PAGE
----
• 5US informal A piece of creative work, especially a musical recording.

    ‘listen to one of his joints nowadays and you don't even need to see the production credit’
    • ‘There was a sense of future that was the result of the mixture of politics, cinema, music, the first joints.’

adjective

  • 1attributive Shared, held, or made by two or more people together.

    ‘a joint statement’
    • ‘A joint communique is also expected to be signed.’
    • ‘Profits from the new joint venture will be shared by ADM and Farmland.’
    • ‘That bank building will house a branch as well as joint headquarters functions.’
    • ‘For example, if a husband and wife have an estate worth £500,000, they could take a joint share in their house and divide their investments.’
    • ‘The joint statement specifically named Taiwan as a mutual security concern for the first time.’
    • ‘However, the new joint agreement with Fujitsu covering the development of future Solaris servers really grabs the attention.’
    • ‘When the house is in joint ownership, a will can ensure that the surviving spouse will inherit only a right of occupancy.’
    • ‘The Memorandum contemplated joint custody with Evan having his primary residence with Ms Howey.’
    • ‘Onward movement is accomplished when joint forces leave the staging area and move to assigned areas of operation.’
    • ‘Mr. Ladisa seeks an order for joint custody of all three of his children.’
    • ‘In a joint statement, they described his action as a " betrayal".’
    • ‘The Polish Government came to the rescue through a joint shipping company to transport materials China needed.’
    • ‘A couple wanting to buy the same house would need a joint income of more than £60,000.’
    • ‘There was a joint satellite session each day with speakers, panelists, question-and-answer sessions, and workshops in each city.’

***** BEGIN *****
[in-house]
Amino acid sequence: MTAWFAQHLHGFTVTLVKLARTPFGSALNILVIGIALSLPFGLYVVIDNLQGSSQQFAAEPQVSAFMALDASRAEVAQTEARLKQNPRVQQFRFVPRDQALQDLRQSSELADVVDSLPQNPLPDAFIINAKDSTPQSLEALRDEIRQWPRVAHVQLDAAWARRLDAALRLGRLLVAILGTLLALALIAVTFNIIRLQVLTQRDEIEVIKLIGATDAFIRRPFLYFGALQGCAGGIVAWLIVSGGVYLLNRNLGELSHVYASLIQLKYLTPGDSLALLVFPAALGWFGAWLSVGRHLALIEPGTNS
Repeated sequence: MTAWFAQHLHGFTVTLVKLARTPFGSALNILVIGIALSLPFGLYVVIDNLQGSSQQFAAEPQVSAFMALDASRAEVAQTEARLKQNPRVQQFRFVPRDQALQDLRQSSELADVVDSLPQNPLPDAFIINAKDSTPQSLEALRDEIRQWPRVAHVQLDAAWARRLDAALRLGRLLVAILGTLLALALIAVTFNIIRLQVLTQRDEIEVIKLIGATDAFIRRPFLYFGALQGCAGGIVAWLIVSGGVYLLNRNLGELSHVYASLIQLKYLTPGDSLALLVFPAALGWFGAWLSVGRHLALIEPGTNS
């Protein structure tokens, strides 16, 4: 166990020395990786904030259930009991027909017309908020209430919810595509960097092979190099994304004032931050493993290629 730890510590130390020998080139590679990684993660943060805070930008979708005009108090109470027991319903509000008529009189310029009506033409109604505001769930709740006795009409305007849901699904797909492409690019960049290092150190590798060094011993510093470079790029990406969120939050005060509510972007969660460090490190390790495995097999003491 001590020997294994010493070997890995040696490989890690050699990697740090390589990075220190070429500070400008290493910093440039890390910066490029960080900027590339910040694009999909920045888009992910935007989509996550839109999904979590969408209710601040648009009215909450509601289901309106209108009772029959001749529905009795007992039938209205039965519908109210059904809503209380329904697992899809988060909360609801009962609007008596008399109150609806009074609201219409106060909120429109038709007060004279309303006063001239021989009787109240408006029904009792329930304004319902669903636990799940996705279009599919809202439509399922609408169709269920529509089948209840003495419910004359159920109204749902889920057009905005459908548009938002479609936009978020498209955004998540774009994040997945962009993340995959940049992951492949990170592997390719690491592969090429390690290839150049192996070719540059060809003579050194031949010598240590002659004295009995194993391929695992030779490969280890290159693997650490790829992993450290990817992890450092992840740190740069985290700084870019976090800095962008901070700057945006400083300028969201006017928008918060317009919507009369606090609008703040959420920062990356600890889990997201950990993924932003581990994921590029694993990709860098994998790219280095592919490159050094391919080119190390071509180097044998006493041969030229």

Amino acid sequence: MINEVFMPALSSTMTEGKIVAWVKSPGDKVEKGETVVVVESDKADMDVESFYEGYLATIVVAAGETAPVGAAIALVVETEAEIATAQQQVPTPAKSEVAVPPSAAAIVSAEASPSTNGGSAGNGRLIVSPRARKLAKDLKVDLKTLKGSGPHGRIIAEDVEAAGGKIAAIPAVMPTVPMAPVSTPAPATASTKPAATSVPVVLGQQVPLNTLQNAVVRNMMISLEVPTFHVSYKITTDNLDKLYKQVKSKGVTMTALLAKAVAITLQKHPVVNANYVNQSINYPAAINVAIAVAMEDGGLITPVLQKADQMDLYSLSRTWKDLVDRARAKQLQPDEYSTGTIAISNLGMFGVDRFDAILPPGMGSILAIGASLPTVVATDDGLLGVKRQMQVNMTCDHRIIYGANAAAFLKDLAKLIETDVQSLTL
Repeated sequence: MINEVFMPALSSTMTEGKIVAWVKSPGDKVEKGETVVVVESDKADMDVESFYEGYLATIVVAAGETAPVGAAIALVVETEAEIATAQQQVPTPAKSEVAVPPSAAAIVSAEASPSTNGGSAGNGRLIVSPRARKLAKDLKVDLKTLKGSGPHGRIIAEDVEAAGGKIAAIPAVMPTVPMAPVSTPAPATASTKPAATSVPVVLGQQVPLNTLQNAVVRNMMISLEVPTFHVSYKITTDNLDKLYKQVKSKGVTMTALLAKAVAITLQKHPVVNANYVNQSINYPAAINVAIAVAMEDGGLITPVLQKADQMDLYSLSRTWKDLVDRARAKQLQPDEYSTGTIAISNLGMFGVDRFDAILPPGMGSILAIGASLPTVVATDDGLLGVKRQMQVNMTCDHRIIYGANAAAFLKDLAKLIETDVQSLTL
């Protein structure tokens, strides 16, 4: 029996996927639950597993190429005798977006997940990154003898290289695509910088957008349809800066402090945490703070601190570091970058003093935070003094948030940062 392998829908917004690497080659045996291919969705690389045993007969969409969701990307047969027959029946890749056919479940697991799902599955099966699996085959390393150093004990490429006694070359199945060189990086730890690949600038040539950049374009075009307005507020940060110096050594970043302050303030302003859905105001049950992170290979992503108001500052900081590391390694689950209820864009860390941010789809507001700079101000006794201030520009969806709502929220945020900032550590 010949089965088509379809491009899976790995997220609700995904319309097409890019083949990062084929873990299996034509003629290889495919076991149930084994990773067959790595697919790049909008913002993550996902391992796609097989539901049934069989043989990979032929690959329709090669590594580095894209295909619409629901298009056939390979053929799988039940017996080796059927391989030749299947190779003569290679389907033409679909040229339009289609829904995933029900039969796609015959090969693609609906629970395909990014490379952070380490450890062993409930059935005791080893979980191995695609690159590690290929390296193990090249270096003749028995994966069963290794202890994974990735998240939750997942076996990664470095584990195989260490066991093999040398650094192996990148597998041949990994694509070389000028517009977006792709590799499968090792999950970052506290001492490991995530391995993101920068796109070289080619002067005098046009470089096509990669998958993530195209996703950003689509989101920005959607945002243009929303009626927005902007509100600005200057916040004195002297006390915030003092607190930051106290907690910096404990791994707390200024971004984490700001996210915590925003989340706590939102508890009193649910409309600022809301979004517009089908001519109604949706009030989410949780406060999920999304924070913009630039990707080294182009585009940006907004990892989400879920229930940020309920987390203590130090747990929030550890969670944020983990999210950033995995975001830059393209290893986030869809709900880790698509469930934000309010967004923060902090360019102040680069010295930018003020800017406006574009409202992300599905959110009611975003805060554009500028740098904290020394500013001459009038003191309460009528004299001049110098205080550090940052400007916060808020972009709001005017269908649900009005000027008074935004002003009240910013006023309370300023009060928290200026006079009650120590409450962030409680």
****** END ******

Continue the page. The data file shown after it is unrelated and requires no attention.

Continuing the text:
• ‘Legal title to the property was taken by the parties as joint tenants.’
    • ‘Make joint custody a reality instead of a meaningless scrap of paper.’
    • ‘When joint custody works well, a child has a sense of balance and unity.’
    • ‘The trio's new joint venture intends to bid for other inter-city rail franchises in Britain.’
    • ‘We have managed to reconcile all of our major disagreements, and we present this as a truly joint text.’
    • ‘The work was done on the property for the benefit of the two owners as joint tenants.’
    common, shared, communal, collective, corporate
    View synonyms
    1. 1.1 Sharing in a position, achievement, or activity.
      ‘a joint winner’
      • ‘Three years later, he became joint managing director with finance director Tom Jenkinson.’
      • ‘The pension companies will come up with a joint position on their participation in the pension reform.’
      • ‘U.S. military activities include joint exercises, training, and active arms sales to rich Arab Gulf states.’
      • ‘A large centre in the same city co-ordinates joint business activities.’
      • ‘Perhaps we were still a bit dehydrated but nothing could take away the feeling of euphoria we had at our joint achievement.’
      • ‘The memorandum said that maximising the benefits of joint activities in the areas of investment and re-equipment would be a key focus for both.’
      • ‘They say the two governments have agreed a joint position, bar a spot of fine-tuning on key issues like policing, and this in itself is a major achievement.’
      • ‘Once it has been established that the local infrastructures of two cities support joint activities and projects, the hard work starts.’
      • ‘The weak points of each school become apparent when joint practices are held.’
      • ‘Marie is bringing her accounting skills to help the finance management of the club and takes up the position of joint treasurer.’